Preaching to the choir

NOVA Tribe members at a wine and whiskey tour. Photo courtesy of Northern Virginia Hebrew Congregation
NOVA Tribe members at a wine and whiskey tour.
Photo courtesy of Northern Virginia Hebrew Congregation

On Shabbat, a worshipper at Northern Virginia Hebrew Congregation will inevitably end up praying along with one of three choirs or the teen choral ensemble.

“Any service you come to, there’s going to be a choir there,” says Rabbi Michael Holzman. “You just never know which.”

The congregation is so enthusiastic about lifting its voices that Cantor Irena Altshul sometimes can’t sing her solo parts alone, he says.

A Reform congregation, NVHC was founded in 1967 and grew with the planned community of Reston.

“We’re deeply embedded in the culture of Reston,” with its emphasis on diversity, says Holzman, who came to the congregation in 2010.

Central to NVHC’s identity is its pursuit of strong interfaith relations. “It is left-leaning politically, egalitarian and nonhierarchical. That ethos is in the blood of this place,” Holzman says.

In fact, NVHC owes its home to a similar commitment to interfaith relations. The congregation’s property was originally owned by the neighboring Roman Catholic church. “The priest at the time pushed to have a synagogue next door.”

In the same spirit, the congregation now plays host to the All Dulles Area Muslim Society, or ADAMS, for Friday night prayers and for meals during the month of Ramadan.

Holzman says the relationship allows members of each religion to learn about the other and is a tangible response to Islamophobia.

“When we began hosting them for prayers there was a lot of anti-Muslim bias [in general society],” Holzman says. “The vast majority of the congregation saw this as wrongheaded and ignorant. There were dissenting voices but the congregation decided to push ahead.”

With the Metro Silver Line due to pass nearby, NVHC is growing, the rabbi said. The congregation recently hit the 500 family member mark after plateauing at 430-475 families for several years.

The congregation’s preschool has 47 children and 330 are enrolled in the kindergarten-12th grade religious school education program, which blends formal and informal elements. Education director Moshe Ben-Lev based the program on the concept of social-emotional learning, which has a “heavy emphasis on relationships and character development,” Holzman says.

For adults there is year-round adult learning and a speaker series, which has attracted such heavy hitters as Middle East experts Martin Indyk and Dennis Ross, and Peter Beinert, editor of

NVHC is a member of Virginians Organized for Interfaith Community Engagement, or VOICE, a social-action group, and is working to secure affordable housing in the Reston area.

Reston was brand new when a group of families from Leesburg, Herndon and Reston itself met in a nursery school in 1966 for the first Jewish religious service in western Fairfax County. They formed the Northern Virginia Jewish Congregation the next year.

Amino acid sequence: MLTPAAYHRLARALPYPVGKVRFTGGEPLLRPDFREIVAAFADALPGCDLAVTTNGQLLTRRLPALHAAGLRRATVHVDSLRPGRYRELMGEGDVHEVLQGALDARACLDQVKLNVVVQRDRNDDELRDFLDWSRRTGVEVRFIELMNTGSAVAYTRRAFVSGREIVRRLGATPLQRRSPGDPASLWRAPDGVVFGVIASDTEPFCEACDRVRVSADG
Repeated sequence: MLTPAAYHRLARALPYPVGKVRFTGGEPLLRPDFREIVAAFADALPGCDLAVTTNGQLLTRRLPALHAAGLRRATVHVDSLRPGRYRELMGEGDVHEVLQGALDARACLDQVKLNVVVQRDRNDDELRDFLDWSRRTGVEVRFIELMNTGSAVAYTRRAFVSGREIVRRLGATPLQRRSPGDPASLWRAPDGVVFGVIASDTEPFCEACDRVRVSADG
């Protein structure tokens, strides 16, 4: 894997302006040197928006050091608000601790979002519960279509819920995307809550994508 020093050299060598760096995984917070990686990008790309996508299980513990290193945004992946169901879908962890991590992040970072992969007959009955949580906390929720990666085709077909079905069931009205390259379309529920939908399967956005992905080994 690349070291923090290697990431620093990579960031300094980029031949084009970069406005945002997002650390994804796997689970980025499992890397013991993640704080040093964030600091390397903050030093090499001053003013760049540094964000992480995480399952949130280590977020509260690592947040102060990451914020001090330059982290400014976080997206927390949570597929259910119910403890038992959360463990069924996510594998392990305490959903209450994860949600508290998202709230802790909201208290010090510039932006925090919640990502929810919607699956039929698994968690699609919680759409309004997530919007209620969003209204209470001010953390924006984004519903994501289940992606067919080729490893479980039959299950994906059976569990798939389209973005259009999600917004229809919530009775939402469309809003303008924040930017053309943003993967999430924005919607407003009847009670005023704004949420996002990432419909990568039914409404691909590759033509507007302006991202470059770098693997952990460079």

Arnold Siegel became the congregation’s first full-time rabbi in 1972. He was succeeded by Rabbi Rosalind Gold in 1981, the same year that NVHC dedicated its building, which it has expanded and renovated in the decades since.

Gold served the congregation for 24 years, building relations with other faith communities and overseeing NVHC’s steady growth. After her retirement in 2004 to become rabbi emerita, Robert Nosanchuk became rabbi. Holzman succeeded him in 2010.

With the Jewish population in the area exploding, the congregation this year began an experiment in both raising Jewish affiliation in Northern Virginia and attracting Jewish young adults to NVHC. It now is the home for NOVA Tribe Series, a 2-year-old social network for Jews in their 20s and 30s that holds events across the area.

In addition, the congregation’s Building Bridges initiative will develop programs for young adults in Tysons, Reston and eastern Loudoun County. “We’re inviting Northern Virginia synagogues to gather and strategize as an ecosystem,” Holzman says.

It’s a characteristic move for a community that prefers working together to singing solo.


Northern Virginia Hebrew Congregation History

1966  A group of families in western Fairfax County begins meeting for religious services, leading to the establishment of Northern Virginia Hebrew Congregation in the new town of Reston.

1970  NVHC and other religious institutions found Reston Interfaith.

1972  With more than 80 member families, NVHC hires its first full-time rabbi, Arnold Siegel, who serves until 1980.

1979  Ground broken on Wiehle Avenue in Reston for temple’s permanent home.

1981  The 160-household congregation dedicates its new building and installs Rabbi Rosalind Gold as second full-time rabbi.

1990  NVHC has grown to 320 households.

2004 Rabbi Gold retires after 24 years, becoming rabbi emerita. Rabbi Robert Nosanchuk becomes rabbi, serving until 2010.

2007  Irena Altshul becomes NVHC’s first cantor; a major construction project is completed, including expansion of religious school and preschool.

2008  NVHC launches Tamid, designed for teens to continue learning throughout their high school years.

2010  The congregation welcomes Rabbi Michael Holzman as its new rabbi.


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